San Antonio is blessed with many nonprofits which leverage an individual’s philanthropic efforts by supporting the needs of our community in ways we could never do as individuals.

I have shifted my thinking in recent years from looking at my giving as charity vs. philanthropy. While both are important and claim a share of my “wallet,” these are really two different things. Charity is a response to an acute need where you give, but you don’t necessarily know the impact of your giving. Philanthropy is a financial investment where you are making a long-term commitment to seeking a solution to a chronic problem in our society. While you may not see the results for some time, the intent is to have an impact on the problem.

A positive challenge we are often faced with is how can I be an effective philanthropist? This question leads to others. Where should I donate? Will it make a difference? How much of my donation will actually go to the cause I wish to support?

I’m pleased to say that in the past four years, I have become a smarter, more effective philanthropist. I discovered a powerful way of giving to my community through a women’s collective giving organization called Impact San Antonio. This nonprofit has been around since 2004 and is modeled after 30 other “Impact” organizations throughout the country and Australia which have granted in excess of $29 million to well-deserving nonprofits. Impact San Antonio alone has contributed more than $1.7 million — yes, nearly $2 million — since its inception more than 10 years ago.

Find out more at
Find out more at

The concept is simple but powerful. To be a member of Impact San Antonio, each woman donates $1,000. For every 100 members, we give a project grant for $100,000 to a San Antonio area nonprofit in one of five focus areas – arts and culture; education; environment; family; and health and wellness. Over the past three years, with an average of 310 members, Impact SA has awarded three $100,000 grants each year to the nonprofits our members choose, to make a true impact in our community.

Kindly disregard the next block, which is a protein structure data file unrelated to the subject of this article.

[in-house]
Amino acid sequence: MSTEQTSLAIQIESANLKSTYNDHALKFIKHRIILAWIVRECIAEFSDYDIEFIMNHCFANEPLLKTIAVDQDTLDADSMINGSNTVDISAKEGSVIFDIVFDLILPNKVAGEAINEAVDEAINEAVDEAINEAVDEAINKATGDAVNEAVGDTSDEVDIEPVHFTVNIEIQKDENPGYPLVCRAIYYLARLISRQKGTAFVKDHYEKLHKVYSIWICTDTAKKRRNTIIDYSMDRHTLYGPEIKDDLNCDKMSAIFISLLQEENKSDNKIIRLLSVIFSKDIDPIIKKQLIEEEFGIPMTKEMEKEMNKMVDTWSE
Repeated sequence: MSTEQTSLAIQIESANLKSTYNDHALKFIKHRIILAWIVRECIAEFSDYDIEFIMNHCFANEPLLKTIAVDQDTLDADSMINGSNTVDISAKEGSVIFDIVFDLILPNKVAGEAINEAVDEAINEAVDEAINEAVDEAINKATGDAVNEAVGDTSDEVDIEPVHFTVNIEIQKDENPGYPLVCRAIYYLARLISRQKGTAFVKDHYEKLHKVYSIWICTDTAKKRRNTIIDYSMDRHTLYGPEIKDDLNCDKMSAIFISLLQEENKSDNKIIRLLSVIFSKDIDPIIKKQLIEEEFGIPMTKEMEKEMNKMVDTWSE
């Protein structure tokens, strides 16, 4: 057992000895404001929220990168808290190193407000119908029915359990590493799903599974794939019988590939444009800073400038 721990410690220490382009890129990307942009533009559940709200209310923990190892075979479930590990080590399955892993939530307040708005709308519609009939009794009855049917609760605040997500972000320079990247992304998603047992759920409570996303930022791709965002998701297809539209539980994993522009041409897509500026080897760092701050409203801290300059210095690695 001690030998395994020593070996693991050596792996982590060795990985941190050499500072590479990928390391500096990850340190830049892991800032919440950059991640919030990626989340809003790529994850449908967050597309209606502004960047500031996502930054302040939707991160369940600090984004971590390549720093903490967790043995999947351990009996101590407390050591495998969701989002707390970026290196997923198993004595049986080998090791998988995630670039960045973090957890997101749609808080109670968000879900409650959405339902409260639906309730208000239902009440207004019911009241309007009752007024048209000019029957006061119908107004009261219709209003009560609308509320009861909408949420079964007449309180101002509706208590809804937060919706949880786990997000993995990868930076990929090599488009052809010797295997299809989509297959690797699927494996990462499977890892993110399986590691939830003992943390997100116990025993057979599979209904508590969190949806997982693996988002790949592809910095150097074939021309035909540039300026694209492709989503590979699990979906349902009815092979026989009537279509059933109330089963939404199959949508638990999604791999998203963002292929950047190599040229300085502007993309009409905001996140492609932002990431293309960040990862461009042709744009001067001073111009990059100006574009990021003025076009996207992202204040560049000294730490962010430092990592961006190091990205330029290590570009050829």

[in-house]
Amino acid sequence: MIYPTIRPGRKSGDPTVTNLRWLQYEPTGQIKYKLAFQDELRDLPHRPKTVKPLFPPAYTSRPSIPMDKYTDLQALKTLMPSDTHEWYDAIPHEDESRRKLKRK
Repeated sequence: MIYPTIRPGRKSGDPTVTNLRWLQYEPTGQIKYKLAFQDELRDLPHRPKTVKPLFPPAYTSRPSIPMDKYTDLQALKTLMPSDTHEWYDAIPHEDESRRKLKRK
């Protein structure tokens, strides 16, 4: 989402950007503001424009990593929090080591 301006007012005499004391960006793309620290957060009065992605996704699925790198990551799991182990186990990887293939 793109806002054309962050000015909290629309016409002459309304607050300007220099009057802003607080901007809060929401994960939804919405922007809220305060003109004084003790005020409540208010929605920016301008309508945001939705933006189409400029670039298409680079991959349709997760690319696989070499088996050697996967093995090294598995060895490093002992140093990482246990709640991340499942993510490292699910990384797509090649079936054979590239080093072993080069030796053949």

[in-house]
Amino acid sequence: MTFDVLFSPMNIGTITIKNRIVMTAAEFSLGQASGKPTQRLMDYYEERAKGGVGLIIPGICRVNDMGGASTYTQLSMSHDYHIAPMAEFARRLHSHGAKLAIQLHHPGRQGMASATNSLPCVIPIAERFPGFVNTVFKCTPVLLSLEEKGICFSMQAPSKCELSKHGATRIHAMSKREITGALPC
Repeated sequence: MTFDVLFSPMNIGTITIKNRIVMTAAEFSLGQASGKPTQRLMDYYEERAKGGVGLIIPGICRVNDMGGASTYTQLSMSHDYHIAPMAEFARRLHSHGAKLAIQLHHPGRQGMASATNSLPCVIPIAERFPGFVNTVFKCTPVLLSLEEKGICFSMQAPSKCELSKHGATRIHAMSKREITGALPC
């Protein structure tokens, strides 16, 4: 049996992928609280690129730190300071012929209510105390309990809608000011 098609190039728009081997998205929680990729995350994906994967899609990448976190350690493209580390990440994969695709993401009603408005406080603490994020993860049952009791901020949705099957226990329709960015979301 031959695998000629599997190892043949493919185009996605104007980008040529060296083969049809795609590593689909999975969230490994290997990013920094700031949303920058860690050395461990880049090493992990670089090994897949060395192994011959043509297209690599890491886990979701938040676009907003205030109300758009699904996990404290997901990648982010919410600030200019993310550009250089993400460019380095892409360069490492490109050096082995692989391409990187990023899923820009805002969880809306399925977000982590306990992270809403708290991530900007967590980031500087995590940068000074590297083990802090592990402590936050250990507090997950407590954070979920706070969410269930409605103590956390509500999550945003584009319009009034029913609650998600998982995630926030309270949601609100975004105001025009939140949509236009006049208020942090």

Part of being an effective philanthropist is being knowledgeable of how much of my contributions will go to the people helped by the causes I support, and what portion of my donation will go to administrative expenses. This is easy to research with programs like Charity Navigator. With Impact San Antonio, 100 percent of my $1,000 donation goes to an actual project for nonprofits selected each year through a competitive grant review process. Each year, I get to vote for the organizations that will receive the high-impact grants through a democratic process. One woman, one vote. That’s true power in giving. Each year, when we award the grants, I feel as if I’ve written my own check for $100,000.

Participants in Girls, Inc. of San Antonio pose for photo with a $108,000 check as the 2015 Impact San Antonio Grant Recipient in Education. Photo courtesy of Impact San Antonio.
Participants in Girls, Inc. of San Antonio pose for photo with a $108,000 check as the 2015 Impact San Antonio Grant Recipient in Education. Photo courtesy of Impact San Antonio.

The vision of Impact San Antonio is to have enough members to award a $100,000 high impact grant to an agency in each of the five focus areas to make a substantial impact on our community in all areas of need. This “drive for five” in 2016 has already begun in earnest and will continue until our membership deadline of May 31.

We all know that a stone thrown into a pond will create a seemingly infinite amount of ripples. Although the visible ripples eventually subside, every inch of the pond has been touched and affected by that one stone. It is my hope that all of us will be motivated to become effective philanthropists to make our community the best it can be.  

Women interested in learning about Impact San Antonio are invited to attend its April 7 Spring Fling from 6 p.m. to 8:30 p.m. at The Playhouse, 800 W. Ashby Place. Email if you would like to receive an invitation or visit our website to read about the impact we have had.

Top image: Luminaria volunteer Alyssa Danna walks with a lit globe asking for donations for the arts festival. Photo by Scott Ball. 

Related Stories:

Santikos Entertainment Rebrands as a ‘Social Enterprise’

Najim Gives $2 Million to Help 200 Inner City Students Earn Local Degrees

Changing the World Through Generosity

Sustainable Charity Takes Root at Expanding Food Bank

Millennial Philanthropy and Social Responsibility

Avatar photo

Beverley McClure

Beverley McClure is president of the board of directors of Impact San Antonio.